Anatomy of an explosion
Videogames love a good explosion, but how are these spectacular effects designed?
Explosions are some of gaming’s most dazzling effects. Ever since Doom’s toxic barrels let players turn demons into soup, developers have striven to make explosions bigger, more spectacular, and more dynamic. Today, explosions appear in all sorts of forms for all sorts of purposes, whether it’s starting a revolution in Just Cause, or triggering a tactical chain reaction in Divinity: Original Sin. In a matter of moments, explosions can change dramatically in size, shape, and color. They can be triggered by the player in all kinds of different ways, and radically alter the existing game state. But how do development studios actually tackle these stunning, violent and oh-sofleeting effects?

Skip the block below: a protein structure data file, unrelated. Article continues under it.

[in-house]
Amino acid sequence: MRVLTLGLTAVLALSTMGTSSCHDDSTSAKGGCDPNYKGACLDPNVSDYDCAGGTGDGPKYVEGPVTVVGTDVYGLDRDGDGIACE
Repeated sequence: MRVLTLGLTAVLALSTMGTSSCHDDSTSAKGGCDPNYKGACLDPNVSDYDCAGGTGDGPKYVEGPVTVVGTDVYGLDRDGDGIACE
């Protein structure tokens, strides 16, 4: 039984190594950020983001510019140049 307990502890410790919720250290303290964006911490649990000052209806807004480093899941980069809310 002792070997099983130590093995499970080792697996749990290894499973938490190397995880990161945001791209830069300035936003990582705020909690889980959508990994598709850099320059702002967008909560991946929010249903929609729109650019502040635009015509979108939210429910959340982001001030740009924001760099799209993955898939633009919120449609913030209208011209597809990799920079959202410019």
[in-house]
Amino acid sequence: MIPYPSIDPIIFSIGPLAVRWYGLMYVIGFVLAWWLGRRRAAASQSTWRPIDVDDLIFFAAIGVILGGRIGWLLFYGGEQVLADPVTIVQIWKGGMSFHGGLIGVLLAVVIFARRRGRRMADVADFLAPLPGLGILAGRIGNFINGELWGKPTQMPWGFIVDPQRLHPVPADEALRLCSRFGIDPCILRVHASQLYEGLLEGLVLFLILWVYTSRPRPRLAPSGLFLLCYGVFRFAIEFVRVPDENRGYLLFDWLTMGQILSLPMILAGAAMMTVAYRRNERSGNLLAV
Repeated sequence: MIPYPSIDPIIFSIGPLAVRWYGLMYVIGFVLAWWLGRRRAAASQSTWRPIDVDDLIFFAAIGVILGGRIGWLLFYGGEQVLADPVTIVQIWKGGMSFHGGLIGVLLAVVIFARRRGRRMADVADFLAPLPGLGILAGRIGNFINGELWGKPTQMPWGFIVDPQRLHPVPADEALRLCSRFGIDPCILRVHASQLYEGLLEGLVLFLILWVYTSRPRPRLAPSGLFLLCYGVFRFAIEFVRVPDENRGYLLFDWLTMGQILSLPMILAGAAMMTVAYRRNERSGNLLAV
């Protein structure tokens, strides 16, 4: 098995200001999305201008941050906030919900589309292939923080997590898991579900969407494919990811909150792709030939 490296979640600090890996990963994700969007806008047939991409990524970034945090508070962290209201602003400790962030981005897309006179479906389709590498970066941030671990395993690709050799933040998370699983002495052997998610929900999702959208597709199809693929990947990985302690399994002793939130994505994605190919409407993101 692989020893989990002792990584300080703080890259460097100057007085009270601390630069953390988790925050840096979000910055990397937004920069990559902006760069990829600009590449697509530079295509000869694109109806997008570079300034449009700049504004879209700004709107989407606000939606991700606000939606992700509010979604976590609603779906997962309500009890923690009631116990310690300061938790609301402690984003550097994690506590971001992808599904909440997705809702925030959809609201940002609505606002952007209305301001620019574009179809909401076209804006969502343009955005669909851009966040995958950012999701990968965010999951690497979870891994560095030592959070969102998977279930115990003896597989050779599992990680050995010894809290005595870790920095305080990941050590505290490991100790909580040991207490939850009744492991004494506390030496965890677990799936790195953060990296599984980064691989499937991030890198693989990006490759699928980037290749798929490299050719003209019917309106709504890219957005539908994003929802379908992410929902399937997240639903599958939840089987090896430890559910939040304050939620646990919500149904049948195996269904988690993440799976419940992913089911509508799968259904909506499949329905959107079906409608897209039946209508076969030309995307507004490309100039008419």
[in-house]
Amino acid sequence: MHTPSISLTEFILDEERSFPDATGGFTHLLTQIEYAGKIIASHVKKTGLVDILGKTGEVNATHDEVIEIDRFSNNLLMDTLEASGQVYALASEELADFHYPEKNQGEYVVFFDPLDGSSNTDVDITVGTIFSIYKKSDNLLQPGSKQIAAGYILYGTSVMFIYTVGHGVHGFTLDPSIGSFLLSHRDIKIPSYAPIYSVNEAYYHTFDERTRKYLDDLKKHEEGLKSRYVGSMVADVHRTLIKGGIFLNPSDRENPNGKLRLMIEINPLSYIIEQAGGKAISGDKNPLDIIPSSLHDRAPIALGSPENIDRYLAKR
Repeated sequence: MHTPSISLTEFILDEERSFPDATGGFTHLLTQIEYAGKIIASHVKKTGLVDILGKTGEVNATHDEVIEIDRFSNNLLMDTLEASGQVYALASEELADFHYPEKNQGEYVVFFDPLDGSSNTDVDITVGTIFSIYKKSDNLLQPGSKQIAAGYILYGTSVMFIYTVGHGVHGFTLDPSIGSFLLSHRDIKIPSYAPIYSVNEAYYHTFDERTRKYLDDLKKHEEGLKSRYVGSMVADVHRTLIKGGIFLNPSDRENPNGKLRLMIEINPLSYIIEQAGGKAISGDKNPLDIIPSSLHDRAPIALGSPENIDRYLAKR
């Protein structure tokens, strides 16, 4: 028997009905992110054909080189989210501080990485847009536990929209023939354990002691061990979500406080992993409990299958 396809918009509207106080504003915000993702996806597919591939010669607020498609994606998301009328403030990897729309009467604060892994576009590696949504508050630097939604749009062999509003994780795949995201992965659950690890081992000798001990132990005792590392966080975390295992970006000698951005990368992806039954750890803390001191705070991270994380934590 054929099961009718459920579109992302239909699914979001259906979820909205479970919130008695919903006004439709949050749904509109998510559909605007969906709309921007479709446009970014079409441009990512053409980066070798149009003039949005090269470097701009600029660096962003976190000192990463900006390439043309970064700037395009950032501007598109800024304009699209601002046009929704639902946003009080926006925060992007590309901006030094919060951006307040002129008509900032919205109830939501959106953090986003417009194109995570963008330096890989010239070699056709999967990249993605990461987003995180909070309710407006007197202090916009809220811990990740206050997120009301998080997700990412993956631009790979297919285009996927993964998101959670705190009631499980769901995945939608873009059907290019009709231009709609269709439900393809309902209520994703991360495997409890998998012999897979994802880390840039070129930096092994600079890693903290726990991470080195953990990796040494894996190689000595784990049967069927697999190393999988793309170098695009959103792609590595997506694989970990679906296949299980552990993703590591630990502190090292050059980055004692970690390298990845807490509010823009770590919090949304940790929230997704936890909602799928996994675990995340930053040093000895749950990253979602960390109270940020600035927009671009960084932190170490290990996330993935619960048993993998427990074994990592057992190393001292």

1 ParticlesThe core of any explosion is the game’s particle system. Originally, explosions were composed of sprite animations, but today’s explosions combine animation with particle simulation, resulting in explosions that respond dynamically to other in-game elements, such as weather.2 V i s u a l i z at i onEvery explosion is different. The JustCause team starts by referencing real-world explosions. “A lot of time is spent tweaking the timing, animation, and colors of an explosion to make sure that it’s impressive and readable both close up and at a distance,” says VFX artist Chris Judkins.3 AudioThe sound of an explosion is just as important as how it looks. Audio effects are also based upon real-world samples, mixed by a sound engineer to suit the game. They then need to be synchronized to the in-game effects, and balanced so that they appear to be coming from the right location.4 Sy s t e msAlongside how they look and sound, explosions in games influence the environment immediately around them. “Explosions are also tied into our physics system, so that the force of the explosion pushes and breaks things like buildings or trees around it,” Judkins explains.